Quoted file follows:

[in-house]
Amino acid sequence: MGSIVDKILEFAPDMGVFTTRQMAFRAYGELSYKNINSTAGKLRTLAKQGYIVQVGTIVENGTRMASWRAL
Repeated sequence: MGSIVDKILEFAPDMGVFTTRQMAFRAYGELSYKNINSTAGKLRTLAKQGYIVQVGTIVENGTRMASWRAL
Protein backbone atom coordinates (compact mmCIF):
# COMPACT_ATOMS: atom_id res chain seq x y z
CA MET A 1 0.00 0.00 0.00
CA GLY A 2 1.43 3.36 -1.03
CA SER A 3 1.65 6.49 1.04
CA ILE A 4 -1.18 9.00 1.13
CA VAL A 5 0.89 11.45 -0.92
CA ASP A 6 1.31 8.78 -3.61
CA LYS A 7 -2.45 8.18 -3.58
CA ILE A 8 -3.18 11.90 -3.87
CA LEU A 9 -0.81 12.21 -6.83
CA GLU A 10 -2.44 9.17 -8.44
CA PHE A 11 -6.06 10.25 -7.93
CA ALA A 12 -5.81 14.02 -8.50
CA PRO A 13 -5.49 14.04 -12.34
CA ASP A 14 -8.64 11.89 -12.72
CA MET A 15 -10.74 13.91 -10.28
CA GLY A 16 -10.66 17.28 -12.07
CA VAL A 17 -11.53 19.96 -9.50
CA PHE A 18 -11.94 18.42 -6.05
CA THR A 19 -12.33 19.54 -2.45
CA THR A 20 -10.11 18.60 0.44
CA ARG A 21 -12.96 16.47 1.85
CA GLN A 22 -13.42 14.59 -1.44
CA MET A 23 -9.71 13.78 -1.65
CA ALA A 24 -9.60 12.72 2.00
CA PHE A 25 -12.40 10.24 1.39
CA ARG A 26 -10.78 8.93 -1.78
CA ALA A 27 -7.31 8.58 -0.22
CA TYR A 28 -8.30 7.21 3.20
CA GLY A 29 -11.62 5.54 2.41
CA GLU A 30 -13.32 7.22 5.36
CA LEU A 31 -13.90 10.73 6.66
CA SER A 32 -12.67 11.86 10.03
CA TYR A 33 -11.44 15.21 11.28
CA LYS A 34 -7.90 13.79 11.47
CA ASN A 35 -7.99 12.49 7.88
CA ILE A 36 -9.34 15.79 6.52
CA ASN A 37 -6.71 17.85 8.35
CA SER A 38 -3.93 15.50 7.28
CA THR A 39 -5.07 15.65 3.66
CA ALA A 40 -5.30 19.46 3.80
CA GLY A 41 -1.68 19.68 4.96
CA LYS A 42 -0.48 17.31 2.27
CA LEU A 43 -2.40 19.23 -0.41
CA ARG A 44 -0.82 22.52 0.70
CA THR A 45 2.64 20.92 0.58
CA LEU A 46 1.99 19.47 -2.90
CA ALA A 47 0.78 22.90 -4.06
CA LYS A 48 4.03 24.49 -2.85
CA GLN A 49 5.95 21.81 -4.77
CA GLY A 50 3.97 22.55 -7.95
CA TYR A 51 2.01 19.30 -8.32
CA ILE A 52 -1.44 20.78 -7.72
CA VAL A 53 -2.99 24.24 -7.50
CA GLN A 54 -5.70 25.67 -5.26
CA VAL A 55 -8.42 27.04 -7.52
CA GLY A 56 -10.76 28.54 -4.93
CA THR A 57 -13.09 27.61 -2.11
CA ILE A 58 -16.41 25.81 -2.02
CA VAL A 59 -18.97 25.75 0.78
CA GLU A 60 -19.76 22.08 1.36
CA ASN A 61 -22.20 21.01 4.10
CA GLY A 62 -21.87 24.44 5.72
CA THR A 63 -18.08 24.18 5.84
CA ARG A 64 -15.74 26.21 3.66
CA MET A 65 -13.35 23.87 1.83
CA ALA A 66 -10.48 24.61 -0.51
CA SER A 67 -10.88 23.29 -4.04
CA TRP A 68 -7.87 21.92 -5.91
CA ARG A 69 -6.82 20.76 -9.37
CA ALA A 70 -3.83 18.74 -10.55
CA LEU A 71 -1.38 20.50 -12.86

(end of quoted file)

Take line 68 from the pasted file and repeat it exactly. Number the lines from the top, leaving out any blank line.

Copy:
CA THR A 63 -18.08 24.18 5.84